The only thing spookier than the upcoming Halloween season is the cyberthreat landscape facing modern retailers.
In the past 12 months, cyberattacks have rattled retailers big and small – but especially small. According to research from First Data, 90 percent of cybersecurity breaches impact small businesses. The average cost of these breaches is $36,000, but can reach as much as $50,000.
But wait, it get's worse …
While holiday seasons (Halloween, Thanksgiving and Christmas) are certainly times of plenty for retailers who play their cards right, they also have the potential to go horribly wrong. The reason, according to DARKReading contributor Sara Peters, is that the spike in commerce draws just as much attention from hackers and fraudsters as it does from shoppers. Some of the potential threats that retailers need to look out for year round, but especially during the holiday seasons, include the following:
- Point-of-sale malware: There are so many devastating strains of POS malware (CherryPicker, Abaddon POS, CenterPOS, RawPOS, BlackPOS – the list goes on and on), and only so much that can be done to stop them from scraping away at your customers' payment card data. If you haven't deployed EMV card readers, we highly encourage you to do so. While they won't necessarily guarantee the security of your customers' payment data, they're inherently more secure than magnetic stripe processors, and they will shield you from liability.
- Unauthorized endpoint access: During the mayhem that is Black Friday or the weekend before Christmas, shoppers will be busting down the doors, requiring stores to keep all hands on deck. During this time, it's essential that all store endpoints (i.e. computers, mobile POS terminals, etc) are safeguarded. All it takes is one bad actor with a malware-filled flash drive getting too close during the chaos to send your entire IT environment crashing down.
- POS skimmers: More or less, these are exactly what they sound like. Often, companies that market second-hands, users or bargain card readers will end up selling you rigged payments processors, which means it's in your best interest to fights off the urge to be overly frugal. Unfortunately, not even that can protect you. Some of these nasty little devices can be installed in mere seconds, according to security reporter Brian Krebs. He added that these types of skimmers are "an enticing buy for a crooked employee." What better time to start gathering payment data than during the holiday rush?
- Ecommerce fraud: It's not just your brick-and-mortar assets that are in jeopardy. Hackers have been known to use a clever tactic called a SQL injection to exploit weaknesses in e-commerce solutions. Basically, cybercriminals enter code into an data input entry fields (which are how customers interact with the website) on an online store as a way of triggering certain commands on the backend that can ultimately be used to establish admin rights. From here, cybercriminals who know what they're doing can wiggle their way into your company's databases.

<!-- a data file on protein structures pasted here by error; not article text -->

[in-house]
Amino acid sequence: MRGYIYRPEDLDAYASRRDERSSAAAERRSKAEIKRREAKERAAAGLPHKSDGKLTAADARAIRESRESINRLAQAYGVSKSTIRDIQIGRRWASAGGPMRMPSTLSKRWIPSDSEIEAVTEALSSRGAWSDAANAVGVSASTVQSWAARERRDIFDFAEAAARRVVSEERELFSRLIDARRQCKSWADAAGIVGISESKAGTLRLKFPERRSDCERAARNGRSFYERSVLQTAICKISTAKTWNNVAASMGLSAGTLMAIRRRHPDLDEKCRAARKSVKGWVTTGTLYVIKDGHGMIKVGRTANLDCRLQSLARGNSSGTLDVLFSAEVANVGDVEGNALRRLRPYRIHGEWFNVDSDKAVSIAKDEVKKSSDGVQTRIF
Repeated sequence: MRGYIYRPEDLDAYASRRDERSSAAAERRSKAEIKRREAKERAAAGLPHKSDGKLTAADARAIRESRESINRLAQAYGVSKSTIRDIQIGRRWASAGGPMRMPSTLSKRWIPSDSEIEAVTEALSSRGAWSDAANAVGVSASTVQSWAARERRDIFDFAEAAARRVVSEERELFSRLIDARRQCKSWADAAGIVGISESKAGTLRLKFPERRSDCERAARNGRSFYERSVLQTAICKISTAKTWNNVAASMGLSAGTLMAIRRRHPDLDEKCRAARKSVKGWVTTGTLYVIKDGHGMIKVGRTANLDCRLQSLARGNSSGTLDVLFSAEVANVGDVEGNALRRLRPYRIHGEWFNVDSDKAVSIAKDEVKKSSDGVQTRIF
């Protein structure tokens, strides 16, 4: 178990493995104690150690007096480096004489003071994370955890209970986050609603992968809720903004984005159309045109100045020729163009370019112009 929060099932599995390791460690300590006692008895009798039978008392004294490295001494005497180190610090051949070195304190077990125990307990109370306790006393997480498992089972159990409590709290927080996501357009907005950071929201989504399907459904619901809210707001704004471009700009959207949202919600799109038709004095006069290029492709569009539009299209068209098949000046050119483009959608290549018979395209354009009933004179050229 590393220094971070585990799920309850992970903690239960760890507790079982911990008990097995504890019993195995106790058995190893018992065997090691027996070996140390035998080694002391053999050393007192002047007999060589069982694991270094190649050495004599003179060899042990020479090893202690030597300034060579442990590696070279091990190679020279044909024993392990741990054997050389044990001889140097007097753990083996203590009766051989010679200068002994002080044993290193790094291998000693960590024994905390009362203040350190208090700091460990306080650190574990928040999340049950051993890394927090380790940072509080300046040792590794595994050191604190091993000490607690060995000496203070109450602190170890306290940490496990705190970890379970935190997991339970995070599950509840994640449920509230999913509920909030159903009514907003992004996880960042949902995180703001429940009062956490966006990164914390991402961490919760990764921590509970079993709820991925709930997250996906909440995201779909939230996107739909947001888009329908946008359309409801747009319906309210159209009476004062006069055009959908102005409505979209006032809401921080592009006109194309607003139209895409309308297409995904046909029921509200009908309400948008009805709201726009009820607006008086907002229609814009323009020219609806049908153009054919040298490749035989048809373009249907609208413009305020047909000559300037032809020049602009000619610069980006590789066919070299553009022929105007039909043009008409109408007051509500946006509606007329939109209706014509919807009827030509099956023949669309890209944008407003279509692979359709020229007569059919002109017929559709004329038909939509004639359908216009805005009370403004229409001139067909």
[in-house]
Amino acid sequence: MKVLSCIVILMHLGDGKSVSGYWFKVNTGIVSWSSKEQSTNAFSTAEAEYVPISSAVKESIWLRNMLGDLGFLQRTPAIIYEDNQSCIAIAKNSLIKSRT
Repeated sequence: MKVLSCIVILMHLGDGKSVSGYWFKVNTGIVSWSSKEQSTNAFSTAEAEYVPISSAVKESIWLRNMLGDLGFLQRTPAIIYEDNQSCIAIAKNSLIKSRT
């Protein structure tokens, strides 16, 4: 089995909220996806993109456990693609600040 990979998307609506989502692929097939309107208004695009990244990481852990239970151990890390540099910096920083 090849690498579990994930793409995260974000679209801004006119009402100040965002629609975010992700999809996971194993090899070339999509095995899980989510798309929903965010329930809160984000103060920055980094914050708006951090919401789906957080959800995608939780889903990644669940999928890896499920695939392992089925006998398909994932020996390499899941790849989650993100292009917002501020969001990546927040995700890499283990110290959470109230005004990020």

- DDOS: This stands for distributed denial of service, and it does the same thing to your business's website that 5 o'clock traffic does to an interstate with two of its three lanes shut down. Using botnets (fake web users), cyberattackers will funnel massive amounts of traffic to an e-commerce platform, basically causing it to crash from too much traffic, resulting in a complete profit standstill. Often, hackers will do this with extortion in mind. Until they get paid, they'll keep on dispatching their botnets. During the holiday season, especially on a busy shopping day like Cyber Monday, hackers' work is already halfway done for them thanks to all those bargain hungry web users.
…So where does that leave your small business?
The good news here is that there are plenty of ways to mitigate most of these risks. Point-of-sale malware, for instance, can be kept at bay through frequent system restores of the computers being used as platforms for a POS system.
More importantly, do everything in your power to make sure those POS systems are EMV enabled, even it means having to take out a small business loan. A PCI liability shift that occurred Oct. 1, 2015, changed the rules of the retail game: If your customers' payment data is stolen as a result of a breach on your system, and you haven't provided the option of EMV, you'll be accountable for those losses, and they will hurt.
As for unauthorized endpoint access, properly protect your devices with authentication. Use advanced passwords that incorporate letters, numbers and special characters, and change them once a month or more. Never leave a mobile POS unattended, even for a second. As for POS skimmers, don't buy cheap payment processors.
And finally, to protect your e-commerce assets, make sure you encrypt all of your website data, all the time. Redundancy (in the form of backup servers) can also help in the event of a DDOS attack. Additionally, be sure to deploy firewalls, web gateways and anti-spam software.
The time to fortify your small business is now. Contact an alternative lender, and get the merchant capital you need to stay safe during the upcoming holiday seasons.